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This project will utilize specific treatments on southwestern Wyoming salt-desert shrublands that have been invaded by halogeton to improve habitat conditions. Treatments to improve habitat conditions will include a variety of soil preparation techniques such as traditional till and minimal till and seeding techniques including drilling and broadcast seeding. Monitoring of these areas will occur post treatment to determine the most effective methods for restoration. Treatment and monitoring of treatments will occur for at least two years as part of this proposal. Background: Western states have experienced overwhelming anthropogenic disturbances in recent decades. This has resulted in the introduction of numerous...
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This project will improve the irrigation meadows on the Cokeville Meadows National Wildlife Refuge. Engineering and Design will be provided to improve the condition of unused irrigation systems and pump and to install additional head gates and dikes. Planting and weed control will be done to restore 1,300 acres of irrigated meadow. This project will improve irrigation efficiency and flooding of approximately 1,300 acres of hay meadows that are currently unproductive. These improvements will increase nesting habitat for the American Bittern, White-face ibises and a variety of other wetland and waterfowl species. Additionally, once permanent vegetation is established the potential to use this area as a grass bank...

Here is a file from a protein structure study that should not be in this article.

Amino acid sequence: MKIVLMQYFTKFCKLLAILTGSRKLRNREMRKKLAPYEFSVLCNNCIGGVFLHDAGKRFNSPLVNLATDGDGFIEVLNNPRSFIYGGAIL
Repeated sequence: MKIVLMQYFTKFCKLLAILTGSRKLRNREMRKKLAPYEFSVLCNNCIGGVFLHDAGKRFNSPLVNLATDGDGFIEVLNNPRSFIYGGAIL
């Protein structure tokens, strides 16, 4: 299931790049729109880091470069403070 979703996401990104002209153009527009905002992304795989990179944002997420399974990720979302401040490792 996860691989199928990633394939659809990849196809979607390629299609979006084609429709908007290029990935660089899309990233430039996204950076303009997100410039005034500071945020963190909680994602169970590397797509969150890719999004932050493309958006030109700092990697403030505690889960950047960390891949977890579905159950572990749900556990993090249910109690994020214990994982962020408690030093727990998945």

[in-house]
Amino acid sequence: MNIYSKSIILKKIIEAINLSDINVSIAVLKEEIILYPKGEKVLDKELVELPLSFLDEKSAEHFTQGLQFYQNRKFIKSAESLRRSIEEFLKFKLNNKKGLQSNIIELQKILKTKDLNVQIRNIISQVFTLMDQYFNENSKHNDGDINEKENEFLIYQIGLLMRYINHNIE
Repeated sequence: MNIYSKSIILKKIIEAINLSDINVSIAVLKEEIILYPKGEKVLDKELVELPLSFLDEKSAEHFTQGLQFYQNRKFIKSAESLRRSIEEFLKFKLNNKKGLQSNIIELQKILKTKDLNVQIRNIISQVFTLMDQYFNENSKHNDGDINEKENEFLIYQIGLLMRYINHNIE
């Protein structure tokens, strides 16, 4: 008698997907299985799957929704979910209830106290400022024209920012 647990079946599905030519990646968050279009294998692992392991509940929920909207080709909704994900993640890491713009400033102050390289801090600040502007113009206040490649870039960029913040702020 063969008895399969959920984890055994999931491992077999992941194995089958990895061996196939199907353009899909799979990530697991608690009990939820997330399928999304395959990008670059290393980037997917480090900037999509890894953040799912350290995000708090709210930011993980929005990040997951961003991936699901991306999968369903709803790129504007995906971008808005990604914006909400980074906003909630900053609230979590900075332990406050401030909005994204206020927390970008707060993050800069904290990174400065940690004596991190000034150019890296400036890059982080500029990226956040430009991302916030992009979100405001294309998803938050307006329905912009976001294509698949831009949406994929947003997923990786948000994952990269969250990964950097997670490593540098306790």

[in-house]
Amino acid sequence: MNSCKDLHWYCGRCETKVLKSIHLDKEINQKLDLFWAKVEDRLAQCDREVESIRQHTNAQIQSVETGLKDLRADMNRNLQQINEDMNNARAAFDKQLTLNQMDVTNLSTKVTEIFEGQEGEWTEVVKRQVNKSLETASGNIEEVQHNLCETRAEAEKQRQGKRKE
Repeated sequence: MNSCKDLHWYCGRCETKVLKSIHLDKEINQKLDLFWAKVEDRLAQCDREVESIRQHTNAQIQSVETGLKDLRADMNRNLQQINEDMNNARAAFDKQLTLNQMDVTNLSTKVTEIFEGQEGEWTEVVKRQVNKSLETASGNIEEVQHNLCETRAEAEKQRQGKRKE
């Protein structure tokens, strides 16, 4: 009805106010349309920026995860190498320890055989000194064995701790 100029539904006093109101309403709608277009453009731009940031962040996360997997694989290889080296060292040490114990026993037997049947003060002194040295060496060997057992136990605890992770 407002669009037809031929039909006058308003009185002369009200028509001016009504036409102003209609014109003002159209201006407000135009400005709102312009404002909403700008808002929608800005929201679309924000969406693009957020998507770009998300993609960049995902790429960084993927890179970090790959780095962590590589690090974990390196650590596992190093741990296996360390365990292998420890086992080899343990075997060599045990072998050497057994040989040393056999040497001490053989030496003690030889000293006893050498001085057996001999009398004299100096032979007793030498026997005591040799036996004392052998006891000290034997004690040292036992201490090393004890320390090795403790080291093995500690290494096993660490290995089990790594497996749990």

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This project will provide sanitation and thinning of about 50 acres in 2010 (approximately 250 acres total through 2014) to enhance the white bark pine stand on Commissary Ridge, which is the southernmost white bark pine stand in Wyoming. The area has mature and young stands of white bark and limber pine. The mature trees have extensive 70+% mountain pine beetle infestation with a new infection of white pine blister rust. The project would remove diseased white bark and limber pine reduce the spread of mountain pine beetle and white pine blister rust to enable the younger aged cohorts to survive. FHP report has been done. White bark pine is an important tree species for wildlife. The area has mature and young stands...
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Project Synopsis: habitat conditions for both livestock and wildlife are less than desired due, in part, to past management practices on the ranch and inability to better control current cattle grazing location and timing. Plans are to provide water (successful water well drilled in 2011) and fencing for grazing management, habitat improvements on mule deer winter range including invasive plant species (juniper and cheatgrass) control, and riparian improvements in Wood Draw to remove invasive juniper and control noxious weeds including musk thistle and leafy spurge.